Celebrating 20 Years of Business!


How Often Should I Perform Sterilizer Monitoring?

December 25th, 2023 in Educational Content and Guides

According to the Centers for Disease Control and Prevention (CDC),sterilization procedures should be monitored through a combination of mechanical, chemical, and biological techniques designed to evaluate the sterilizing conditions and the procedure's effectiveness.

The most common testing procedures include:

1)    leak rate test,

2)    bowie Dick type air removal test,

3)    chemical indicators, biological indicators,

4)    process challenge devices,

5)    physical tests.

Mechanical techniques for monitoring sterilization include assessing the cycle time, temperature, and pressure of sterilization equipment by observing the gauges or displays on the sterilizer.

Chemical indicators, internal and external, use sensitive chemicals to assess physical conditions.  Because chemical indicators do not prove sterilization has been achieved, a biological indicator like a spore test is required.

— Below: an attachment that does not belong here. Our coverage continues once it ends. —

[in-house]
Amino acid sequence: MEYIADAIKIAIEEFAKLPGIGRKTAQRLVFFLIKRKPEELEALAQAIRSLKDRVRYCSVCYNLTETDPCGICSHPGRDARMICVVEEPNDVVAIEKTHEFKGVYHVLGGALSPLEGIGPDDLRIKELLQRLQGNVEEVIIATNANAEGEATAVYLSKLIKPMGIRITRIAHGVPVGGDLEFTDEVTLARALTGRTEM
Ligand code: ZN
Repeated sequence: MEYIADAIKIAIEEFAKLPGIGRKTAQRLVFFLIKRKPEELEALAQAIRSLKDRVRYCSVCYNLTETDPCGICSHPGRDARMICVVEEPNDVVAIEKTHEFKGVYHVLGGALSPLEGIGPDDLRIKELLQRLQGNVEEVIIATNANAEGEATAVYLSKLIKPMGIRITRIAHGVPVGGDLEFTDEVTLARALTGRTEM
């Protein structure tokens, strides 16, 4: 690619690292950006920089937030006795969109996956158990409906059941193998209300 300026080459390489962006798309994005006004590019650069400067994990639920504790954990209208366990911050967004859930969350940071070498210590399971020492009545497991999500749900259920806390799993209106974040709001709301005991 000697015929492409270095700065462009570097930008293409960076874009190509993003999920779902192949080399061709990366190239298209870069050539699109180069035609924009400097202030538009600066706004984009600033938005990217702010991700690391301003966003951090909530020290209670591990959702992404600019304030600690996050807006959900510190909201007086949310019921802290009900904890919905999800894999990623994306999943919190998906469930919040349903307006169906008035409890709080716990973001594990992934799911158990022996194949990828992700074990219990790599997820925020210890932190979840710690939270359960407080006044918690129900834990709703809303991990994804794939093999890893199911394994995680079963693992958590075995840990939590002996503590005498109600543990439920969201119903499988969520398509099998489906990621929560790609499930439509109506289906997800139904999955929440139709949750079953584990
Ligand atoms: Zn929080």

Biological indicators (BIs) are the most accepted means of monitoring the sterilization process because they directly determine whether the most resistant microorganisms like the Geobacillus or Bacillus species, are present. Chemical and mechanical indicators merely determine whether the physical and chemical conditions necessary for sterilization have been met.

Biological monitoring (BI), spore testing, should be done on a weekly basis, to verify the correct functioning of sterilization cycles. Weekly testing is the minimum and more frequent testing may be required.  Follow manufacturing directions with respect to correct placement of the BI in the sterilizer.  When monitoring, a control BI not processed through the sterilizer but from the same lot as the test indicator, should be incubated with the test BI. The control should yield positive results for bacterial growth.

In addition to routine biological monitoring, additional testing is necessary and should be conducted after: 

1)    a new type of packaging material or tray is used,

2)    training new sterilization personnel,

3)    a sterilizer has been repaired,

4)    changes in the sterilizer loading procedures. 

Ultimately, monitoring frequency is the responsibility of the user, but should follow manufacturing guidelines.